Special education is instruction that is specially designed to meet the unique needs of a child with a disability. Since each child is unique, it is difficult to give an overall example of special education. It is individualized for each child. But in general, special education for any student will be:
- An individualized curriculum that is different from that of same-age peers who do not have disabilities (for example, teaching a student who is blind to read and write using Braille), or
- The same general education curriculum as used for the child’s peers who don’t have disabilities, with accommodations or modifications made for the student, or
- A combination of these elements
Your child’s Individualized Education Program (the blueprint for her special education services) does not necessarily cover her entire education. The IEP only addresses those educational needs resulting from your child’s disability. If your child needs special education support throughout the school day for all activities, the IEP will cover all these needs. If your child doesn’t need special education support in one or more areas, such as physical education, music, or science, then the IEP will not include these subjects. Your child will access them through the general education curriculum/class, without special education services.
It’s also important to understand that special education is not a place. It’s a set of services that can be provided in many different places, depending on the child’s needs. The Individuals with Disabilities Education Act (IDEA) says that as much as possible, children with disabilities should be educated in the general education classroom with their peers without disabilities. If your child is going to spend any part of the school day not participating with peers in the regular classroom and in other school activities, then the IEP must explain why.
In each state or school district the IEP form can look different. Under IDEA, every IEP must include:
- Your child’s present levels of academic achievement and functional performance (PLAAFP)
- Annual goals for your child
- How your child’s progress will be measured
- The special education, related services, and supplementary aids and services that will be provided to (or on behalf of) your child, including program modifications or supports for school staff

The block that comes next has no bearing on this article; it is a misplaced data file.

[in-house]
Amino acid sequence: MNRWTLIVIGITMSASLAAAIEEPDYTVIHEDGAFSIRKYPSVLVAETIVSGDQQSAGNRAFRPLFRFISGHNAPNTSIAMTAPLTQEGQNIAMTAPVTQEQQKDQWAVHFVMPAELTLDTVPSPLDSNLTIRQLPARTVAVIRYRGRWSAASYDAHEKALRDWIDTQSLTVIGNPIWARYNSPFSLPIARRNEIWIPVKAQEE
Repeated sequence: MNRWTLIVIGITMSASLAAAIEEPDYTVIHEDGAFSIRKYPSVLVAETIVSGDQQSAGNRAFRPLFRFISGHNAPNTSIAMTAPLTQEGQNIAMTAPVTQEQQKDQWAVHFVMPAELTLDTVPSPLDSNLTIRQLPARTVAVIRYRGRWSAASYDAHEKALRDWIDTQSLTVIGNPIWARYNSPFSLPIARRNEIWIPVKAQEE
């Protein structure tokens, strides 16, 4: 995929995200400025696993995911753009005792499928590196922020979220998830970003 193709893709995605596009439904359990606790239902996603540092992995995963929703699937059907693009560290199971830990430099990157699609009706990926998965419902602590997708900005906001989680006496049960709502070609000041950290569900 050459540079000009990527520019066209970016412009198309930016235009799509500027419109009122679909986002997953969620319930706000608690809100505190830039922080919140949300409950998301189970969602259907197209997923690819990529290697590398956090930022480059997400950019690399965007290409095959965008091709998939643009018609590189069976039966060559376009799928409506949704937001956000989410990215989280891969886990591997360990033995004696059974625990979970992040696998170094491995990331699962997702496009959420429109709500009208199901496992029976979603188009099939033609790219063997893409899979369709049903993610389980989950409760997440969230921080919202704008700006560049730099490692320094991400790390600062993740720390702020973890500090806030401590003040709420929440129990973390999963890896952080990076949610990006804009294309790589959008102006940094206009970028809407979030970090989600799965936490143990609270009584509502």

- An explanation of the extent (if any) to which your child will not participate with children without disabilities in the regular class and in school activities
- Any modifications your child will need when taking district-wide assessments
- The dates when services will begin and end, as well as how much, how often and where they will take place
- How and when you will be informed of your child’s progress
Partners Resource Network (PRN) is a non-profit agency that operates the Texas statewide network of Parent Training and Information Centers (PTI's) funded by the US Department of Education, Office of Special Education Programs (OSEP). The Texas PTIs help parents understand their rights and responsibilities under the Individuals with Disabilities Education Act (IDEA) and participate as team members in planning services for their children. PRN offers workshops and assistance on a variety of topics related to disabilities and special education. Locate the PTI that serves your area.
- Special Education: The Referral and Evaluation Process
- Preparing for a Special Education Evaluation
- The ARD Committee and Your Child’s IEP
- 4 Key Parts of Your Child’s Individualized Education Program
- Individualized Education Program Annual Goals
- Who Is on Your Child’s ARD Committee?
- 4 Tips to Prepare for Your First ARD Meeting
- Present Levels of Academic Achievement and Functional Performance (PLAAFP)
Parts of this article were adapted from the National Dissemination Center for Children with Disabilities (NICHCY), Parent Guide 12 by Theresa Rebhorn.